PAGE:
Mineral County Noxious Weed Program
What are African Rue
What Are Noxious Weeds?
A weed is often defined as 'a plant out of place'. This simple definition can refer to any plant in any setting. A 'noxious weed' has a special definition with a legal connotation. The Mineral County Noxious Weed Control Program follows the guidelines of the Colorado State Noxious Weed Act which defines 'noxious' weeds as plants that are exotic, invasive and poisonous. Exotic means non-native, or weed species that originated in other parts of the world. Invasive plants are those vigorous enough and competitive enough to crowd out desirable native plants, and in doing so, decrease native plant diversity and wildlife habitat. The increased vigor and competitive ability of a non-native plant is the result of being introduced into a country without its natural controls; differences in grazing animals, predatory insects, disease and other limiting factors that kept the species in check in its native land. Noxious weeds also have the potential to harm livestock and wildlife by poisoning and by reducing native forage.
The Colorado State Noxious Weed Act lists 71 weed species considered to be a threat to the economy and environment of Colorado. Another 24 species are listed on the state's Watch List. The lists are categorized by priorities:
- List A species are of the highest priority. These weeds are not well established in Colorado, are potentially a large problem to this state, and require mandatory eradication by local governing agencies.
- List B species are species for which the Commissioner, in consultation with the state noxious weed advisory committee, local governments, and other interested parties, develops and implements state noxious weed management plans designed to stop the continued spread of these species.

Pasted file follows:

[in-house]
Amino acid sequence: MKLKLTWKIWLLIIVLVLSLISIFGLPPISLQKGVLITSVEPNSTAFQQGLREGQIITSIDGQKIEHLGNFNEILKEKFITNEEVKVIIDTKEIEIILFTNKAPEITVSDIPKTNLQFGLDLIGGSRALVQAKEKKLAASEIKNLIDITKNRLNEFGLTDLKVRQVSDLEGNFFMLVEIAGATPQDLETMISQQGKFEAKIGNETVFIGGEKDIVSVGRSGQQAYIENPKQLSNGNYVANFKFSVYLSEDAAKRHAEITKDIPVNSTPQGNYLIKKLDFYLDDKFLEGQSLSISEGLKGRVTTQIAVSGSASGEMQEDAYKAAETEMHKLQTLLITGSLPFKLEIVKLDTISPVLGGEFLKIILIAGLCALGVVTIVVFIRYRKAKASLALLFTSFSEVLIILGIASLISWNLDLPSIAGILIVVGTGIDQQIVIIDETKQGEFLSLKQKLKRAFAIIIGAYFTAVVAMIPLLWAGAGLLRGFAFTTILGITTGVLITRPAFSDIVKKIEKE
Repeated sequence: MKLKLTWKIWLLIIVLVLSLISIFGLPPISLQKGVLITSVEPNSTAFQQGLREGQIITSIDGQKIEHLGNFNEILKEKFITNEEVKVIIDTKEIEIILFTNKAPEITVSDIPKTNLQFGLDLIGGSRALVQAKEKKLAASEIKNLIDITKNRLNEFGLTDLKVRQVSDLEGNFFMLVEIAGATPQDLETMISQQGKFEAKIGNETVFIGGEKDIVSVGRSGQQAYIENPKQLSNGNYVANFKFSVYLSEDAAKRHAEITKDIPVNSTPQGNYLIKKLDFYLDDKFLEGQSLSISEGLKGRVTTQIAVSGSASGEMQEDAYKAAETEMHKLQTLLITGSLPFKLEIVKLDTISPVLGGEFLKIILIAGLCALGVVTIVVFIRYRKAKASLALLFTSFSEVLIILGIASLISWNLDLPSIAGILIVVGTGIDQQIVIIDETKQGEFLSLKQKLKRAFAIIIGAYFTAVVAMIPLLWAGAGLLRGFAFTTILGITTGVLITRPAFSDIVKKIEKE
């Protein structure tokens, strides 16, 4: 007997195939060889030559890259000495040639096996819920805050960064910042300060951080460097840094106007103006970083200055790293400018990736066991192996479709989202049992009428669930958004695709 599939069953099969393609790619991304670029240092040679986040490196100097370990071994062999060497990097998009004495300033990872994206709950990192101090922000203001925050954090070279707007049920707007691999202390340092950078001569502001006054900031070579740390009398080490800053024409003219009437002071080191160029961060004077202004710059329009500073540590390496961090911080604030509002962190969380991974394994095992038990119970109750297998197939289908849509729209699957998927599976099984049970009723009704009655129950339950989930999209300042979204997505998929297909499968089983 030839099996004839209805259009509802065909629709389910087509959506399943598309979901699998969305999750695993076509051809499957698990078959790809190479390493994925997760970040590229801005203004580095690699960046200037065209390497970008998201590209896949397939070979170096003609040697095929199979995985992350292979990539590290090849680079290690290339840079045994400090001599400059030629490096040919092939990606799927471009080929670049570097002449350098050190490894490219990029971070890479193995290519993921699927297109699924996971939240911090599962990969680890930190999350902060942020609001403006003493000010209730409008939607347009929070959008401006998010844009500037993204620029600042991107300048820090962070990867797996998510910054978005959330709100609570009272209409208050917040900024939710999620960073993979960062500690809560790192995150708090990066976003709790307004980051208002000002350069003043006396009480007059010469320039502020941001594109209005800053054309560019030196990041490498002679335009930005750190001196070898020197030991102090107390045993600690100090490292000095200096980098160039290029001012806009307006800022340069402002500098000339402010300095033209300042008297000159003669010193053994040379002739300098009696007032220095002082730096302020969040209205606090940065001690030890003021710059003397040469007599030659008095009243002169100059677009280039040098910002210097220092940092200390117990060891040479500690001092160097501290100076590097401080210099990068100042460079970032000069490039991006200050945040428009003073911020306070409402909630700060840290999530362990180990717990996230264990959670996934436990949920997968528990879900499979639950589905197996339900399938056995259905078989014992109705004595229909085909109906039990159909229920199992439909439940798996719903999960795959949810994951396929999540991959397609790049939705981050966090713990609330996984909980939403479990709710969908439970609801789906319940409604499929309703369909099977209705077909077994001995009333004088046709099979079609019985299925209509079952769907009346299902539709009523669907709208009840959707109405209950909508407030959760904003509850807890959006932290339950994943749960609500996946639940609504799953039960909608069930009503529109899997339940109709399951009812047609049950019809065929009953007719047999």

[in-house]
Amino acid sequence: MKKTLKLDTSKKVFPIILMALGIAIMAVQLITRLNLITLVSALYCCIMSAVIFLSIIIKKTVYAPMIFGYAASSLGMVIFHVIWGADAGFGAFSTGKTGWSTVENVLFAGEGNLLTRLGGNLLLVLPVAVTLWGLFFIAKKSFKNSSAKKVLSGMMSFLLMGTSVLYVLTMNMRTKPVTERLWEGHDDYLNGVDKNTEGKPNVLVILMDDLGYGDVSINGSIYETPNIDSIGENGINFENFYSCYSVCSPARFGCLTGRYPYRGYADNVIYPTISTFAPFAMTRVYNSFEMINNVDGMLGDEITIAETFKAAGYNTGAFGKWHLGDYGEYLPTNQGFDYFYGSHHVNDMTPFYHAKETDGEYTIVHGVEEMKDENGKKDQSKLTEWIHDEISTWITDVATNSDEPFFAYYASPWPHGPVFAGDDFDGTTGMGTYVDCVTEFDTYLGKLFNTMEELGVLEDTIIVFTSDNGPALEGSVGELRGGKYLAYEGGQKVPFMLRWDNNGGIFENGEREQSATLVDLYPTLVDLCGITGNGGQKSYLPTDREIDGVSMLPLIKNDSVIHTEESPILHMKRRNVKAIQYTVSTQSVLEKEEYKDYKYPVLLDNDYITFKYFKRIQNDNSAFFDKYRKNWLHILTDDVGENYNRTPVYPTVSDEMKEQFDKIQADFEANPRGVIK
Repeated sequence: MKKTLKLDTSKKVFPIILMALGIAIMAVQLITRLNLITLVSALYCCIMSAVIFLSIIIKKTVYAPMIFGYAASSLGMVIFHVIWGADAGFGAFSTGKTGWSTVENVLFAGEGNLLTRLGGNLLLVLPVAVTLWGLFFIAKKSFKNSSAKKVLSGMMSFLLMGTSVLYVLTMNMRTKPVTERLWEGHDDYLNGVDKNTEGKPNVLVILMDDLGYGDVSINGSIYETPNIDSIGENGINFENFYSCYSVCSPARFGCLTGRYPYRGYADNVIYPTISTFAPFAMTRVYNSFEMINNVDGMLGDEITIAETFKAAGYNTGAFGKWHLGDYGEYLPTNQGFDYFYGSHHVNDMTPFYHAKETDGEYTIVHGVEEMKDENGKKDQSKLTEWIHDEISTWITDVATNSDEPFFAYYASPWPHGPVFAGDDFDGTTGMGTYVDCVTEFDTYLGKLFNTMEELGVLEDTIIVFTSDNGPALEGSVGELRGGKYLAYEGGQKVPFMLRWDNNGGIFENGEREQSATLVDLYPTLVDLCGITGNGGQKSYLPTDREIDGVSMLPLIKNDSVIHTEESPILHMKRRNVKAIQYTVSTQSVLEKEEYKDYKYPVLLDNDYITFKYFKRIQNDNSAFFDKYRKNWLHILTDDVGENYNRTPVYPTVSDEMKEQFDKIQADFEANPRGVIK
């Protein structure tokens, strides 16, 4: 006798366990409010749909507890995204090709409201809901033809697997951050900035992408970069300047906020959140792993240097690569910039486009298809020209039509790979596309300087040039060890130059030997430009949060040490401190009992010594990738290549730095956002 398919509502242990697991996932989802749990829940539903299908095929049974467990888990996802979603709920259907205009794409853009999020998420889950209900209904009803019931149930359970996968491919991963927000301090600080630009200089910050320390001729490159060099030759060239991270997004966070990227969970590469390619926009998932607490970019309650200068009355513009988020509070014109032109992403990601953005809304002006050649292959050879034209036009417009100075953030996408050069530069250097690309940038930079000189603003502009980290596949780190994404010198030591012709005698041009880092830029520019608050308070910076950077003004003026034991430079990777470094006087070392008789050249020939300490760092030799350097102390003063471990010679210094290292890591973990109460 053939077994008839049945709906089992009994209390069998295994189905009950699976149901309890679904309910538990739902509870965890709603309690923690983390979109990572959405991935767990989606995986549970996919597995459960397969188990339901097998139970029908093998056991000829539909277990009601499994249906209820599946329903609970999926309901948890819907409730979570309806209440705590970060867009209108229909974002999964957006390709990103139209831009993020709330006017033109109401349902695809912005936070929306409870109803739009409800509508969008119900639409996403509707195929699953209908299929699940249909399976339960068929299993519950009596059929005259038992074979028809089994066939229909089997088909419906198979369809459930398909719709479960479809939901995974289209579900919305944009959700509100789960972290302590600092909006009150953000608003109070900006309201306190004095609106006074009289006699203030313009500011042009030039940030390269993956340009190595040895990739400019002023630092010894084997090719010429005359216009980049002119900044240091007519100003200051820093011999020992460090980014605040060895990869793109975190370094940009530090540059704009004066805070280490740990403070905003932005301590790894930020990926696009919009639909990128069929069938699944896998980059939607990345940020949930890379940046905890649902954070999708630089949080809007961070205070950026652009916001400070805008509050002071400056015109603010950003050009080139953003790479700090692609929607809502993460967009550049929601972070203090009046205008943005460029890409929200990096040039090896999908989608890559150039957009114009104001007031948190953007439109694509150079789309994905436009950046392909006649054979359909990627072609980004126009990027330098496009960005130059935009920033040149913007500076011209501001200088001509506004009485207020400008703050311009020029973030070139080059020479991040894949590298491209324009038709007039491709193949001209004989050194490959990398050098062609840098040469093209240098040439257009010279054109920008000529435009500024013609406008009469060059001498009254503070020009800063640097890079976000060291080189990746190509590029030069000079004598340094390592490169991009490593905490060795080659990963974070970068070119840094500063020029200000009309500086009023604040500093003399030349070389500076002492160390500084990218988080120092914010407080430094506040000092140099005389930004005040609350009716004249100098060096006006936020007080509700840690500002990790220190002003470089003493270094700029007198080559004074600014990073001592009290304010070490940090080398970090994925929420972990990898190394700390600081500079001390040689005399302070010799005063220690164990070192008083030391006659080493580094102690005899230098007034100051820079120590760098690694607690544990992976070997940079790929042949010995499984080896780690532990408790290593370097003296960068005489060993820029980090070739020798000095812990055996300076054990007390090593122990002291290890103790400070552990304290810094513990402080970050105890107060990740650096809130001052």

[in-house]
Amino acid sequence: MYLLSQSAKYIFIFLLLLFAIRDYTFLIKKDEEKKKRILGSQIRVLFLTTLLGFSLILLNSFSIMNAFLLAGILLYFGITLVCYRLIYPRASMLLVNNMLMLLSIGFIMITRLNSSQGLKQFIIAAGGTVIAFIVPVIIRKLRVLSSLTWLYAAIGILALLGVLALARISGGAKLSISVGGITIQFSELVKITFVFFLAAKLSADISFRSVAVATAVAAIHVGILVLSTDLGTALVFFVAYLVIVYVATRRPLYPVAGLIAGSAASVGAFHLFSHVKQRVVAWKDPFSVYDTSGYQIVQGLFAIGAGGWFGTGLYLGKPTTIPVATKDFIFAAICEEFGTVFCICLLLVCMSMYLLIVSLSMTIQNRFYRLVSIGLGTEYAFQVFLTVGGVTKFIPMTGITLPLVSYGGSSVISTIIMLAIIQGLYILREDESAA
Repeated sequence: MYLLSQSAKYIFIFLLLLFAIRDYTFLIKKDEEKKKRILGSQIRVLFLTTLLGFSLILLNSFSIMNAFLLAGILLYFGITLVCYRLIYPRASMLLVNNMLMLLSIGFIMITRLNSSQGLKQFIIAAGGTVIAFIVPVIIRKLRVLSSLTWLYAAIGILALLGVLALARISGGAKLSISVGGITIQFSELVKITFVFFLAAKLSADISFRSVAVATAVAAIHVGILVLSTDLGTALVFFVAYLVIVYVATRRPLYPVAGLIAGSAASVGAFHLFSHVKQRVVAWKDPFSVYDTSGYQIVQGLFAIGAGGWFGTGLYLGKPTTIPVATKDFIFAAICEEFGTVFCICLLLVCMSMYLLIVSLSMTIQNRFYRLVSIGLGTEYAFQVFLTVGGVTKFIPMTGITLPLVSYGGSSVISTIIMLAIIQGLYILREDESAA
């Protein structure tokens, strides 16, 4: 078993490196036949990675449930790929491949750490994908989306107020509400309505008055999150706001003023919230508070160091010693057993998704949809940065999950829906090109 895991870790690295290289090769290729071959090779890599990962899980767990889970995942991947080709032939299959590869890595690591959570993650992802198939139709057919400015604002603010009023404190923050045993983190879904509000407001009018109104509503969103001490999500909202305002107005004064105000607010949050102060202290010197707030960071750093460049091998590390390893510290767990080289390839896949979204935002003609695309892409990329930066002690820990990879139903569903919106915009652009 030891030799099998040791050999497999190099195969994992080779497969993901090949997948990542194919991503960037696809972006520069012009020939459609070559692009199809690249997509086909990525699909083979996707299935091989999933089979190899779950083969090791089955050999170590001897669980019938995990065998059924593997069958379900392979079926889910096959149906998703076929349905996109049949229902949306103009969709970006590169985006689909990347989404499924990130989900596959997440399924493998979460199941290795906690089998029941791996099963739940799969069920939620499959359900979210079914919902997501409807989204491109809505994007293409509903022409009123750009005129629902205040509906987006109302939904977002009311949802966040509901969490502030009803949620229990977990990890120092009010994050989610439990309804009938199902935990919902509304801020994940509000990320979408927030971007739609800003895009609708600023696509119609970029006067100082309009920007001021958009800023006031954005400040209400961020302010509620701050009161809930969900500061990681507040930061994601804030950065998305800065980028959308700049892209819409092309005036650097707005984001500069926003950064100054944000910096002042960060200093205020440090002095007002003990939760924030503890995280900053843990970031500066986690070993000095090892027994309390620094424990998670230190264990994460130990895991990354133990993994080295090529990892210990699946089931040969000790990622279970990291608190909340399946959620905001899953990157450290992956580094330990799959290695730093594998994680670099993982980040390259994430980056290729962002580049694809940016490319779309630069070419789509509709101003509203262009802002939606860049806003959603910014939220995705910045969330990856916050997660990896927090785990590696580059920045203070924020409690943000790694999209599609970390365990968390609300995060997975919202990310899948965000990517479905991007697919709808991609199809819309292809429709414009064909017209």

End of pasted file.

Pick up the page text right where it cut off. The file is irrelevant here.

- List C species are species for which the Commissioner, in consultation with the state noxious weed advisory committee, local governments, and other interested parties, will develop and implement state noxious weed management plans designed to support the efforts of local governing bodies to facilitate more effective integrated weed management on private and public lands. The goal of such plans will not be to stop the continued spread of these species but to provide additional education, research, and biological control resources to jurisdictions that choose to require management of List C species.
- Watch List are species which are on this list to educate and encourage identification and reporting. They are determined by:
- Not known to occur in the state but their noxious characteristics are found in the region.
- They have been found to display noxious characteristics in plant communities similar to those in Colorado.
- They have noxious characteristics as determined by the plant assessment process used by the state, yet their distribution and effect on lands in the state is still unknown.
The Mineral County Noxious Weed Management Plan requires eradication of all List A species, as mandated by the state, and containment and suppression measures for any of the List B species identified as significantly troublesome in Mineral County. County outreach programs emphasize education, identification and management of the List B species but the Noxious Weed Program reserves the right to enforce on any state-listed noxious weed if infestation size and density deems it necessary.
Additional noxious weed info can be found at the Colorado Department of Agriculture web site.
Noxious weeds have well developed and specialized mechanisms to survive and can spread at alarming rates.
• Leafy spurge seeds are expelled from their seed capsule and can fly up to 30 feet. Leafy spurge contains a sap that may cause blisters in the mouth of cattle and wildlife. The animals will eat desirable vegetation but will leave the Leafy spurge
• Houndstongue seeds have tiny hooks that attach to fur and clothing.
• Diffuse knapweed breaks off at the base and acts as tumbleweed. It is often found lodged in the underside of vehicles that have driven over the dried plants.
• Eurasian watermilfoil can easily be transported on fishing equipment.
• Purple loosestrife can produce 2-3 million seeds per plant every year
• Orange hawkweed has developed hairy leaves that most animals will not eat
• 75% of a Canada thistle plant is underground
For more information please contact:
Noxious Weed Manager
P.O. Box 70
1201 N. Main St.
Creede, CO 81130